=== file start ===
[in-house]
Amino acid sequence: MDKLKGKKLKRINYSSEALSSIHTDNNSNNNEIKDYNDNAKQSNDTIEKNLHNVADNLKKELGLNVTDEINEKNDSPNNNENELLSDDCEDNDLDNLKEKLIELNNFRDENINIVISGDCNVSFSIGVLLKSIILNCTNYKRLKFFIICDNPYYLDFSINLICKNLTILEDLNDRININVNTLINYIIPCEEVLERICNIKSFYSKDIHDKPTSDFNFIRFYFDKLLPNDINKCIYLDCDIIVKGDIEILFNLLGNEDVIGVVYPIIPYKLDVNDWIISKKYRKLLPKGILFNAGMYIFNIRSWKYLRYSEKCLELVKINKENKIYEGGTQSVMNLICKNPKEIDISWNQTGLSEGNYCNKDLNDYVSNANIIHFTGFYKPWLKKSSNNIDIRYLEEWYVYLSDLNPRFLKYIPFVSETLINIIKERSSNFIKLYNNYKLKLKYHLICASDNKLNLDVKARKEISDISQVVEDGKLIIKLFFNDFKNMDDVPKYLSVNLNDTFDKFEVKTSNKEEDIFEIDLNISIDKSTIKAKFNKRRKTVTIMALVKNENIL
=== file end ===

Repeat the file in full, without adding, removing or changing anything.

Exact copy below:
[in-house]
Amino acid sequence: MDKLKGKKLKRINYSSEALSSIHTDNNSNNNEIKDYNDNAKQSNDTIEKNLHNVADNLKKELGLNVTDEINEKNDSPNNNENELLSDDCEDNDLDNLKEKLIELNNFRDENINIVISGDCNVSFSIGVLLKSIILNCTNYKRLKFFIICDNPYYLDFSINLICKNLTILEDLNDRININVNTLINYIIPCEEVLERICNIKSFYSKDIHDKPTSDFNFIRFYFDKLLPNDINKCIYLDCDIIVKGDIEILFNLLGNEDVIGVVYPIIPYKLDVNDWIISKKYRKLLPKGILFNAGMYIFNIRSWKYLRYSEKCLELVKINKENKIYEGGTQSVMNLICKNPKEIDISWNQTGLSEGNYCNKDLNDYVSNANIIHFTGFYKPWLKKSSNNIDIRYLEEWYVYLSDLNPRFLKYIPFVSETLINIIKERSSNFIKLYNNYKLKLKYHLICASDNKLNLDVKARKEISDISQVVEDGKLIIKLFFNDFKNMDDVPKYLSVNLNDTFDKFEVKTSNKEEDIFEIDLNISIDKSTIKAKFNKRRKTVTIMALVKNENIL